You’re writing a novel, and you know that you’ll devote many hours to this project. What if those hours turn out to be a waste of time? Perhaps you won’t finish the project you started with high hopes.
Worse yet… A small part of you is cynical. It’s muttering in your ear: OK, so you’ll finish, but it won’t SELL, dummy…
These are all signs that you’re taking your baby novel much too seriously, and that’s dangerous.
When you take writing a novel too seriously, your creativity dies
Yep. Your cold-hearted, determined, logical self can write. Unfortunately, it’s writing no one wants to read.
To boost your creativity you MUST let your creative self take over. This means no:
- Backseat driving from your inner censor/ editor (where are you going with this? Is this supposed to make sense? Etc. and etc…);
- Expectations. Having expectations of your first draft while you’re writing your first draft is like teacher asking kindergarten babies to explain their play, and exactly what they meant to achieve with that huge Lego tower…;
- Distractions, such as following rules (your own, and others’) while you’re writing.
Your normal logical, anxious and kvetching self will NOT like this. It wants to be in charge, and fears a lack of control.
Remember your school days? Imagine that it’s the height of summer: what can you hear? Stop reading for a moment, and take yourself back to those days in your imagination…
Were you there in your mind? That’s day-dreaming, and it’s the state of mind you need when you’re writing fiction.
Let’s look at some tips to help you to day-dream.
1. Your subconscious mind knows best
When you write a novel, encourage your logical self to take a back seat. Tell it that it can return when you’re revising and editing, but not before.
Expect that it will take time before you can switch to a day-dreaming mind state at will. While you’re getting practice in letting your creative self take charge, if you don’t know “what happens next” in your novel, you can:
- Sleep on it. Before you go to sleep, muse about your novel;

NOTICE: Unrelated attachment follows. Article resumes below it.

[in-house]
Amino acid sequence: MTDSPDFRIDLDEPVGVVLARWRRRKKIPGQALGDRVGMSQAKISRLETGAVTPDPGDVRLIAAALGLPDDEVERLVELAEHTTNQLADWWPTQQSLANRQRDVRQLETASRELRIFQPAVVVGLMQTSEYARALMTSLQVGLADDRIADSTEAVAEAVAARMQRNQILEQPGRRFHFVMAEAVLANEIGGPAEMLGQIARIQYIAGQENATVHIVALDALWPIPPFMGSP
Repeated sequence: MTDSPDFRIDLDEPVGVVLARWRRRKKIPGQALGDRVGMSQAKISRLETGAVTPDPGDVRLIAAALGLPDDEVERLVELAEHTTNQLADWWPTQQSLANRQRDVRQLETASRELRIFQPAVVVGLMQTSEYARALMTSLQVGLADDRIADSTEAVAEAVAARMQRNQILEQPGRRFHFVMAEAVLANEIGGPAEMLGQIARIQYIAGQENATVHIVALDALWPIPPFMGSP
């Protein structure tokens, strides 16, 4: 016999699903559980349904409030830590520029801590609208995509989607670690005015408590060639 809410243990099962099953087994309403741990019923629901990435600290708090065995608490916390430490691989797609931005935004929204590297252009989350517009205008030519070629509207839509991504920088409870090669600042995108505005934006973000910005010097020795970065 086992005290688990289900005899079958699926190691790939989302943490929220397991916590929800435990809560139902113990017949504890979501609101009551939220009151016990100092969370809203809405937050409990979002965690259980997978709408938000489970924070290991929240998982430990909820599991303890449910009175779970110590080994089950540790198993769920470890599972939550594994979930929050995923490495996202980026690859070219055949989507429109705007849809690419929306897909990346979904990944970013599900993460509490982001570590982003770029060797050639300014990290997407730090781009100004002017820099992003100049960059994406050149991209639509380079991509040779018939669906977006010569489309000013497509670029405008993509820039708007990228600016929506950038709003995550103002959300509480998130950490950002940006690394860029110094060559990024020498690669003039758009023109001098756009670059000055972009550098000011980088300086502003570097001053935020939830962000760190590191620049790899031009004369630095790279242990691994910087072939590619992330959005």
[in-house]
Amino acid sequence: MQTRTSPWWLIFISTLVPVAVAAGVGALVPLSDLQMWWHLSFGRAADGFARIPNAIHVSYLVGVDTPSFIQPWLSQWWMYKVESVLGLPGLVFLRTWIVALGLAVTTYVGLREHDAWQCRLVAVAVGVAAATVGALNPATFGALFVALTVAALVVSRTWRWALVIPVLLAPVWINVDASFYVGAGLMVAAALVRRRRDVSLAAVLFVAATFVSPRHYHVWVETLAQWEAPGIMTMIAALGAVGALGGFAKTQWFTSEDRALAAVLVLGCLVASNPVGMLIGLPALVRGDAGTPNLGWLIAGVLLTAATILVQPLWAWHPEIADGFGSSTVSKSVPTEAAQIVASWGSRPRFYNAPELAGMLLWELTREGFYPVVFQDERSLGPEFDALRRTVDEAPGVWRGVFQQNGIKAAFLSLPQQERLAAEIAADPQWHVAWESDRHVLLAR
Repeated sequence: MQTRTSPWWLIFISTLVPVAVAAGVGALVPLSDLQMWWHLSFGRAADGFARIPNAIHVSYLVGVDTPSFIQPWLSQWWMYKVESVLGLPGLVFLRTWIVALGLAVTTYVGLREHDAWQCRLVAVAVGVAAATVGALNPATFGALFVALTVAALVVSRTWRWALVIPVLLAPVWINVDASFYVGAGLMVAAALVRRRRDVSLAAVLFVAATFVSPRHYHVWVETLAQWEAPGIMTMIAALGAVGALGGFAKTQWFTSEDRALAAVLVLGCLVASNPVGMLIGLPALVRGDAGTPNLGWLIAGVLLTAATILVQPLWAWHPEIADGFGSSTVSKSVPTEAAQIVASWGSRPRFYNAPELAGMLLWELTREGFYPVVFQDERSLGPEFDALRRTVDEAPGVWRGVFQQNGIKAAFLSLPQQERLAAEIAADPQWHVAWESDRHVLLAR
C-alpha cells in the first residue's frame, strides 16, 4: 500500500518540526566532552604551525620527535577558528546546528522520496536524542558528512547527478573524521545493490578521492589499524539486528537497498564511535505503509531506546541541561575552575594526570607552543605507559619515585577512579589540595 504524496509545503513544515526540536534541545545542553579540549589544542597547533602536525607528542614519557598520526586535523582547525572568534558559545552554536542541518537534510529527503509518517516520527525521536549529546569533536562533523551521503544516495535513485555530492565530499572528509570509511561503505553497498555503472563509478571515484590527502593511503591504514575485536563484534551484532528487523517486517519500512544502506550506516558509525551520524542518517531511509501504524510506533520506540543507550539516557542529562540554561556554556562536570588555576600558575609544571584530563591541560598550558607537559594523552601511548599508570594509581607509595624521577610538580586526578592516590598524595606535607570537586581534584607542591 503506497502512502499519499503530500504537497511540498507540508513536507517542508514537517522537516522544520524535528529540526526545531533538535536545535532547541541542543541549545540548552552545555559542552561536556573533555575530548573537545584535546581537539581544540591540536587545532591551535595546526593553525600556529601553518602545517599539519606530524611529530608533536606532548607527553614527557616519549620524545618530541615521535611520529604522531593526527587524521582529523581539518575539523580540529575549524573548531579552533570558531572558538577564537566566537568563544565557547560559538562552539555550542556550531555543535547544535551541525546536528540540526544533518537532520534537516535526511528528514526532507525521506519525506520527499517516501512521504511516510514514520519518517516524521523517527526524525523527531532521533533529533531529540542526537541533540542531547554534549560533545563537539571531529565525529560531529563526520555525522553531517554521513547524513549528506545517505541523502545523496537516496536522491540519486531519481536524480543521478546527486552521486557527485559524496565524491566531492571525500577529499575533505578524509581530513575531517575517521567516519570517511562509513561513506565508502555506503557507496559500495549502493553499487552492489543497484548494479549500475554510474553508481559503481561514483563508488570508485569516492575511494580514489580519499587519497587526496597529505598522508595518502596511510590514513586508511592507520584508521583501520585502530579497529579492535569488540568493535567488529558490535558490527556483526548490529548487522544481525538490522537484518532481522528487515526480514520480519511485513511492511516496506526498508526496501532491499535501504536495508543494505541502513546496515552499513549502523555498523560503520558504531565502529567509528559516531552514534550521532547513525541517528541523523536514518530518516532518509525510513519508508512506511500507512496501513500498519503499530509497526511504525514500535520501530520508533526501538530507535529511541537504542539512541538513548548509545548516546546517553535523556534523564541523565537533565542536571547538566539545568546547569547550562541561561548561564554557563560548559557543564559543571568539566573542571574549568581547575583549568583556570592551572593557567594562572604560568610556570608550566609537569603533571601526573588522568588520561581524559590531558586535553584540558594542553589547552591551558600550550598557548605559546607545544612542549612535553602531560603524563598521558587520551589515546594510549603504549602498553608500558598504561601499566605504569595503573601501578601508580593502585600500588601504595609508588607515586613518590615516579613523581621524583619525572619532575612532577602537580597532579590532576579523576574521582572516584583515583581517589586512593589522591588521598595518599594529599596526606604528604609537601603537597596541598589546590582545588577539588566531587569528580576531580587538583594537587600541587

- Doodle or draw for a few minutes;
- Go for a walk, or just move to another room. Not relaxed enough sitting at your desk? Lounge on your living room sofa and write on your phone.
2. Write forwards: towards the midpoint, and then the closing scene
We’ve talked about milestones in a novel:
Authors tend to use different expressions for the milestones; some authors call them “beats”, for example. I like the term milestones, because I think of a novel as a journey. You can call the milestones anything you wish.
Once you know your word count, you’ll know where the milestones will be. For example, if you get to the midpoint, and nothing much changes, you know you’d better look lively, otherwise your novel will meander over a cliff.
In your first draft, you’re telling yourself the story. Keep writing forwards — don’t go back.
3. Speed up: stop thinking, keep writing
My favorite acronym, which I’ve used for many years (I used to be the Queen of Overthinking) is: DDT — Do, Don’t Think.
When you’re busily thinking — that is, anxious and worrying — you’re not day-dreaming. Stop thinking. Start day-dreaming.
A word about day-dreaming: don’t try to manage it
Let’s say you’ve trained yourself to achieve the day-dreaming mind state at will.
What happens when your day-dreaming derails? That will happen. So, instead of day-dreaming about your thriller, in which the hero is confronting three large and angry terrorists, you’re imagining your upcoming weekend getaway.
That’s totally fine. You’re day-dreaming, so you’ve got the correct mindset. Gently steer your imagination where you want it to go. Imagine what your hero’s feeling: can you picture the scene in your mind?
On days when you’re especially distracted, switch between imagining your thriller (or whatever genre you’re writing), and free writing.
When you’re writing a novel, day-dreaming is valuable
Most authors are excellent day-dreamers. Unfortunately, at some stage you may have been told that day-dreaming is wrong. Perhaps you were accused of being a “dreamer”, and that blocks you today.
Be gentle with yourself while you’re getting back into the day-dreaming habit. Not only is day-dreaming fun, it’s an essential skill for a novelist.
Why write serial fiction?
Everyone's busy today. A serial is by its nature, faster to write, and publish, than a novel.
It's a quicker read too, and many readers appreciate this. While a reader may hesitate before committing hours to a novel, he can read an episode of your serial in minutes.
If you’re a new author, a serial serves to introduce you to readers. A reader may not be willing to commit to a novel by a new author, but be willing to read an episode of a serial.More info →
You want to write a novel. Perhaps you can't get started. Or maybe you got started, and then you stopped.You need a plan, broken down into easy steps. This program began as a 30-day challenge which I organized for readers in 2010. Hundreds of writers joined the challenge and completed it. They wrote novels.More info →